Idaho Republican U.S. Sen. Crapo wins fifth term

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BOISE, Idaho (AP) — Idaho Republican Senator Mike Crapo on Tuesday won a fifth term in the deeply conservative state that hasn’t elected a Democratic senator since 1974.

“The first order of business is very clear — stop the spending spree,” Crapo told KTVB-TV at the Idaho Republican Party gathering on election night about his plans once the new Senate convenes. “We are going to stop blowing this economy out and pushing the inflation that is hurting every single American in every walk of life.”

The 71-year-old had a huge fundraising advantage and name recognition over other candidates heading into the election.

Crapo raised about $6.5 million compared to about $26,000 for his Democratic challenger, 41-year-old David Roth, who topped the remaining candidates in fundraising. Crapo had more than $5.5 million cash on hand at the end of June, according to federal election tracking.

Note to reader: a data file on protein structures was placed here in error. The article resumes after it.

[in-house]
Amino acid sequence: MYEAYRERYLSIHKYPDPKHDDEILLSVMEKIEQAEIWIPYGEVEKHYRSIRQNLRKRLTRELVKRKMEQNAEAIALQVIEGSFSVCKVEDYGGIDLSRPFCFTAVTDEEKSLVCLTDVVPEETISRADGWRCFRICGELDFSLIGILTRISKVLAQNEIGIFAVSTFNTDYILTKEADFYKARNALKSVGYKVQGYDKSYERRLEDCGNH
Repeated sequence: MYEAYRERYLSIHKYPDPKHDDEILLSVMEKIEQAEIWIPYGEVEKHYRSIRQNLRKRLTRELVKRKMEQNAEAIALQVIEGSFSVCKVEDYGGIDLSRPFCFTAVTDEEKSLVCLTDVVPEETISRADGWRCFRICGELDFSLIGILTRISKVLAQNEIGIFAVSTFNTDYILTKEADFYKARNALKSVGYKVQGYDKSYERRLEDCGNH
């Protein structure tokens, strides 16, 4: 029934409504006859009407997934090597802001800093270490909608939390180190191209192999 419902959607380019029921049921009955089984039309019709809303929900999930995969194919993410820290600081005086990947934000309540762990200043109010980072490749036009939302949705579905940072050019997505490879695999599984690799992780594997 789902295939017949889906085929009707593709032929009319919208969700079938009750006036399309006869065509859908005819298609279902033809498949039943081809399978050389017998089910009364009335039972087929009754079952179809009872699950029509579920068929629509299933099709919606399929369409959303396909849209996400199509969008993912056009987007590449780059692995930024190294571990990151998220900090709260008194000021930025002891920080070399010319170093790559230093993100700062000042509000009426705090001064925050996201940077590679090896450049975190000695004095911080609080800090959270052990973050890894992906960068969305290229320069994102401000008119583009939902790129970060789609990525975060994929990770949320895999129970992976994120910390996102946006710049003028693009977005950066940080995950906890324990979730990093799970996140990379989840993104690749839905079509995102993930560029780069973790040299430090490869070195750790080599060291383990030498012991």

Other candidates in the race are Independent Scott Cleveland, Libertarian Idaho Sierra Law and Constitution Party candidate Ray Writz.

The difference between Crapo and Roth are stark, perhaps most notably on abortion.

Crapo lauded the U.S. Supreme Court decision in June that stripped away women’s constitutional protections for abortion, a ruling that triggered in Idaho one of the most strict abortion bans in the nation.

Roth, executive director of the Bonneville Youth Development Council in Idaho Falls, posted on his website that “a woman has the right to make her own healthcare decisions.”

Crapo became the ranking member of the Senate Finance Committee in 2021, putting him in a position to potentially chair the committee if Republicans take control of the now evenly-divided Senate. He previously served as chair of the Senate Banking Committee.

Crapo, who received a bachelor’s degree from Brigham Young University and a law degree from Harvard Law School, has a long political career in Idaho. He served in the Idaho Senate for six years before being elected to the U.S. House of Representatives from Idaho’s 2nd district, taking office in 1993. He served there for six years before winning election to the U.S. Senate in 1998.


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